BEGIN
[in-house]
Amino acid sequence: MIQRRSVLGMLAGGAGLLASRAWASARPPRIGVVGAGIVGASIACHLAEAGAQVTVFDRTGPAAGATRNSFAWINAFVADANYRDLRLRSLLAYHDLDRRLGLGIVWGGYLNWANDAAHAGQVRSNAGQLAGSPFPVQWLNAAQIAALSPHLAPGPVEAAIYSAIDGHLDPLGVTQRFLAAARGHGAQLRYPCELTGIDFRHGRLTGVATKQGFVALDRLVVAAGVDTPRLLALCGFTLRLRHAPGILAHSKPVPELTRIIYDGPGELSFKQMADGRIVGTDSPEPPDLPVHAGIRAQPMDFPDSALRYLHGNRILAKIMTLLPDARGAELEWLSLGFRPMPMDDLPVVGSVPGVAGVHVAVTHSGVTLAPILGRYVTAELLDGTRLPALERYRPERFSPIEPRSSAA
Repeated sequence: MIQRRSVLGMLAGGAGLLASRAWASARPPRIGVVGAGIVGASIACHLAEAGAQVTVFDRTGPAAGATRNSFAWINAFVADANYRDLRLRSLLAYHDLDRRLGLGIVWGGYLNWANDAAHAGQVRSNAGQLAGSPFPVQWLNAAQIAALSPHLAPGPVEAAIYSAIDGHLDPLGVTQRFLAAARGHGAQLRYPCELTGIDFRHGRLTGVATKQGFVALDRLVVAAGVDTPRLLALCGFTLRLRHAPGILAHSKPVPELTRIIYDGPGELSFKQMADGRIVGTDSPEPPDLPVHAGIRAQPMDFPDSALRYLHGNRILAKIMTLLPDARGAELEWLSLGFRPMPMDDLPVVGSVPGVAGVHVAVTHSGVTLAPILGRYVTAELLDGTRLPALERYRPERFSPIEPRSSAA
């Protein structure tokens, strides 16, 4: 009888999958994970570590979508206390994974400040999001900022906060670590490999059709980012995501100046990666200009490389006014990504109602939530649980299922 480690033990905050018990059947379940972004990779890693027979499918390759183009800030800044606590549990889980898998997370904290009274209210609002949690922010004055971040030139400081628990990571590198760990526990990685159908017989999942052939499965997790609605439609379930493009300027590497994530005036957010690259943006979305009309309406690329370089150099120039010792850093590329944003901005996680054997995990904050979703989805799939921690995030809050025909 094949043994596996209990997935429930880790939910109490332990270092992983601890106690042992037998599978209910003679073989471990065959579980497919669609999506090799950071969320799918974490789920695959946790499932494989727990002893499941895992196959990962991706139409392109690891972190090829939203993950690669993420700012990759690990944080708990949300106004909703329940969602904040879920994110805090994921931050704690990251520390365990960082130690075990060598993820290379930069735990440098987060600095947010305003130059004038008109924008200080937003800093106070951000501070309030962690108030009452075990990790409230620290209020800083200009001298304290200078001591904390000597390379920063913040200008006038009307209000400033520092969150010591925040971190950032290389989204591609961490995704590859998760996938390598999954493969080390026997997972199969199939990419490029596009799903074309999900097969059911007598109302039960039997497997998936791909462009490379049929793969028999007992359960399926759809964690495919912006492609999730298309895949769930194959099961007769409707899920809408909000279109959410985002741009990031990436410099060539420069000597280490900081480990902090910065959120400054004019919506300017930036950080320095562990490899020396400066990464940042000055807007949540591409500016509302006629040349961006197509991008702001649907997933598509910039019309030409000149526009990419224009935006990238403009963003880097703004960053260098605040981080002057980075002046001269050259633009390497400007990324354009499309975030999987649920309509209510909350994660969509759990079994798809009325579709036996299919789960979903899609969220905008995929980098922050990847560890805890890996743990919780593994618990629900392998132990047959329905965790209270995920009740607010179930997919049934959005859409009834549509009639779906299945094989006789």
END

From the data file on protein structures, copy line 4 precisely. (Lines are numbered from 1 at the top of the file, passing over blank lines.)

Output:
């Protein structure tokens, strides 16, 4: 009888999958994970570590979508206390994974400040999001900022906060670590490999059709980012995501100046990666200009490389006014990504109602939530649980299922 480690033990905050018990059947379940972004990779890693027979499918390759183009800030800044606590549990889980898998997370904290009274209210609002949690922010004055971040030139400081628990990571590198760990526990990685159908017989999942052939499965997790609605439609379930493009300027590497994530005036957010690259943006979305009309309406690329370089150099120039010792850093590329944003901005996680054997995990904050979703989805799939921690995030809050025909 094949043994596996209990997935429930880790939910109490332990270092992983601890106690042992037998599978209910003679073989471990065959579980497919669609999506090799950071969320799918974490789920695959946790499932494989727990002893499941895992196959990962991706139409392109690891972190090829939203993950690669993420700012990759690990944080708990949300106004909703329940969602904040879920994110805090994921931050704690990251520390365990960082130690075990060598993820290379930069735990440098987060600095947010305003130059004038008109924008200080937003800093106070951000501070309030962690108030009452075990990790409230620290209020800083200009001298304290200078001591904390000597390379920063913040200008006038009307209000400033520092969150010591925040971190950032290389989204591609961490995704590859998760996938390598999954493969080390026997997972199969199939990419490029596009799903074309999900097969059911007598109302039960039997497997998936791909462009490379049929793969028999007992359960399926759809964690495919912006492609999730298309895949769930194959099961007769409707899920809408909000279109959410985002741009990031990436410099060539420069000597280490900081480990902090910065959120400054004019919506300017930036950080320095562990490899020396400066990464940042000055807007949540591409500016509302006629040349961006197509991008702001649907997933598509910039019309030409000149526009990419224009935006990238403009963003880097703004960053260098605040981080002057980075002046001269050259633009390497400007990324354009499309975030999987649920309509209510909350994660969509759990079994798809009325579709036996299919789960979903899609969220905008995929980098922050990847560890805890890996743990919780593994618990629900392998132990047959329905965790209270995920009740607010179930997919049934959005859409009834549509009639779906299945094989006789």